Somalia appoints al Shabaab co-founder as religion minister

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MOGADISHU, Aug 2 (Reuters) - Somali Prime Minister Hamza Abdi Barre on Tuesday named a co-founder and spokesman of the Islamist al Shabaab as minister for religious affairs, a move that could either help strengthen the fight against the insurgents or provoke further clan clashes.

Mukhtar Robow had a $5 million U.S. bounty on his head after he co-founded al Qaeda-linked al Shabaab and served as the group's spokesman.

Al Shabaab insurgents have killed tens of thousands of people in bombings in their fight to overthrow Somalia's Western-backed central government and implement its interpretation of Islamic law.

Robow split from the group in 2013 and publicly denounced al Shabaab when he came to the government side in 2017.

But the relationship soured after he grew too politically powerful. Somalia's previous government arrested Robow in December 2018 as he campaigned for the regional presidency of southwest state.

Security forces shot dead at least 11 people in the protests that followed, sparking criticism from the United Nations.

Robow's new job sparked a flurry of hashtags on twitter crowing he had made it #FromPrisonertoMinister. He had been held under house arrest until recently.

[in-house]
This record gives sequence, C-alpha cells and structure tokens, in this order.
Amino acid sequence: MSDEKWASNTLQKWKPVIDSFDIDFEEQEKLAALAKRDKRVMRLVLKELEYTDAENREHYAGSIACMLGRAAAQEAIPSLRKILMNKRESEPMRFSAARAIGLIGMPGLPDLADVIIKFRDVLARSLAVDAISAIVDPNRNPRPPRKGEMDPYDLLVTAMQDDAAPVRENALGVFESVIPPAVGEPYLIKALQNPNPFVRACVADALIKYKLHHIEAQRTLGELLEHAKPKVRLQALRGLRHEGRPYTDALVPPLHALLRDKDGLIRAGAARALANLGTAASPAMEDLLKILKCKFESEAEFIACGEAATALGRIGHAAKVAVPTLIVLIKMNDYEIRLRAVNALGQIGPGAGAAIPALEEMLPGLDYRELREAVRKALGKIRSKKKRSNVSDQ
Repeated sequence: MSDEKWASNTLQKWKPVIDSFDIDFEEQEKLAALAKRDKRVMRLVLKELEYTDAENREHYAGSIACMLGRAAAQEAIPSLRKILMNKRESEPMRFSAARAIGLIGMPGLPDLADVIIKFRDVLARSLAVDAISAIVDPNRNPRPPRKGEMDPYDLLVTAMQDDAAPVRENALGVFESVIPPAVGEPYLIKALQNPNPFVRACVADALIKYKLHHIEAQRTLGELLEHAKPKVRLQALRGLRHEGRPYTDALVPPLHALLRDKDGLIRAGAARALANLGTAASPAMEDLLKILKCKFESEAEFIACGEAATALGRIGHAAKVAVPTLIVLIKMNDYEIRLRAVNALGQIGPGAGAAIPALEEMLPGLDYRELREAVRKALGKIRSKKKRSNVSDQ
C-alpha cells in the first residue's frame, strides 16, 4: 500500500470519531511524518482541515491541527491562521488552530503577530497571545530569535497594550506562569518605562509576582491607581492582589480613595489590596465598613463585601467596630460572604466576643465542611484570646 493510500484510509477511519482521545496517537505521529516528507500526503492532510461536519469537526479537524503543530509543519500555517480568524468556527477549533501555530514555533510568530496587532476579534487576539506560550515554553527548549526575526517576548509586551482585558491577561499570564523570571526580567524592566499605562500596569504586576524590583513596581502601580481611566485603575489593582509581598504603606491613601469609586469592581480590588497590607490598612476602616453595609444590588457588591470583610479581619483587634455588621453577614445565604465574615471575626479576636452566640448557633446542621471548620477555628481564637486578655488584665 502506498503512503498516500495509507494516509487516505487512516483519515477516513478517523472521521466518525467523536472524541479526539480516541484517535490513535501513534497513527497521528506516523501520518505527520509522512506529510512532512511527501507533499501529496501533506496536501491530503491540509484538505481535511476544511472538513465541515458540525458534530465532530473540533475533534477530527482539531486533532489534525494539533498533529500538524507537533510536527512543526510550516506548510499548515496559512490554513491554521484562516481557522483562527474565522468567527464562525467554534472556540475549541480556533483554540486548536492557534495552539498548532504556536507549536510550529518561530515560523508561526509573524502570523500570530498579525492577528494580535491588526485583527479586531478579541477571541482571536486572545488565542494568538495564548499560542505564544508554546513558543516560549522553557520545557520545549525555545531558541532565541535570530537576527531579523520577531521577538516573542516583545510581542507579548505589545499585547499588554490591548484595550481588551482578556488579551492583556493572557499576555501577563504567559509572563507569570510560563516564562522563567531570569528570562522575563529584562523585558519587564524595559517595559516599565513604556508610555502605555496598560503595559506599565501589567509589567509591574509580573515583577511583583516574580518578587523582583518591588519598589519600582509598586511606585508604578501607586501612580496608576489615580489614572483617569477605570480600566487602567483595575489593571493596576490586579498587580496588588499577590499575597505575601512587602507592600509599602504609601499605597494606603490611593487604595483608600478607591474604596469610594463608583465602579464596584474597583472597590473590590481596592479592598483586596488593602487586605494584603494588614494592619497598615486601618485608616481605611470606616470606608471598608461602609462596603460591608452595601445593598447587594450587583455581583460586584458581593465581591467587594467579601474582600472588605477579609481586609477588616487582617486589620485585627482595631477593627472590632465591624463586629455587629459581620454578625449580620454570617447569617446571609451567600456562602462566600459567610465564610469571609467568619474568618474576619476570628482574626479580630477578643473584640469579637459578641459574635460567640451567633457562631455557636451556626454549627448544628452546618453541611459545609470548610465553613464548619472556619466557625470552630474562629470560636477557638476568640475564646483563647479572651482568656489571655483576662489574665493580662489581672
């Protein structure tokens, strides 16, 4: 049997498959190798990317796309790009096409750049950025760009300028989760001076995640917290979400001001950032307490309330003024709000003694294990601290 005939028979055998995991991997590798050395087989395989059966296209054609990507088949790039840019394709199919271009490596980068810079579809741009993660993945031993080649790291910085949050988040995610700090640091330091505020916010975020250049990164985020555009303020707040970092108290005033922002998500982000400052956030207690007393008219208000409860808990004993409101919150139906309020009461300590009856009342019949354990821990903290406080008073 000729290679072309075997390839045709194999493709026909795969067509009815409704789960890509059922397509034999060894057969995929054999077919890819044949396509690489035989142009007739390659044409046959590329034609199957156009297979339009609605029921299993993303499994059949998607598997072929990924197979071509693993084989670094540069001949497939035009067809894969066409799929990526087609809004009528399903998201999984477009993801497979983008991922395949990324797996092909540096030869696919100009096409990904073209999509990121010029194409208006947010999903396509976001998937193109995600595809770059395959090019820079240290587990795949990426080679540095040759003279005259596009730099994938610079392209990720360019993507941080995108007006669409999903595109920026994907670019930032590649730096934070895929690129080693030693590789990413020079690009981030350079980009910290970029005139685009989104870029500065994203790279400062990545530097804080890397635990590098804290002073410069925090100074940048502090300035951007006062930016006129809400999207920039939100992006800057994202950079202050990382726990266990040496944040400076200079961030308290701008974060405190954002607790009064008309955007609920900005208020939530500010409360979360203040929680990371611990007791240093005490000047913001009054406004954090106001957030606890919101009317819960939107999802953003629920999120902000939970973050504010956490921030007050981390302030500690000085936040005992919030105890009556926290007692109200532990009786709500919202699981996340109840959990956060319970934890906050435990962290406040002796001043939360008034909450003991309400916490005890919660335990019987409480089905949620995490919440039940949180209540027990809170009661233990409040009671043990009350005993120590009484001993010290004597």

His appointment could help strengthen government forces in his native Bakool region, where insurgents hold substantial amounts of territory but where Robow also commands support. Or it could fan flames with the region's president, who sees him as a political rival.

"We welcome his appointment. The move will advance reconciliation and will serve as a good example for more high level al-Shabab defections," said political analyst Mohamed Mohamud.

"Al Shabaab members who might be thinking of surrendering ... can dream of serving their country at the highest levels."

New President Hassan Sheikh Mohamud, elected by lawmakers in May, has promised to take the fight to the insurgents after three years in which his predecessor, consumed by political infighting, took little action against al Shabaab.

That allowed the insurgents to build up substantial reserves of cash and carry out attacks over a wide swathe of Somalia. Last week scores of al Shabaab fighters and Ethiopian security forces were killed in clashes along the two nations' shared border.

Additional by Abdi Sheikh and Daud Yusuf in Nairobi, Kenya; Writing by Katharine Houreld and George Obulutsa; Editing by Estelle Shirbon

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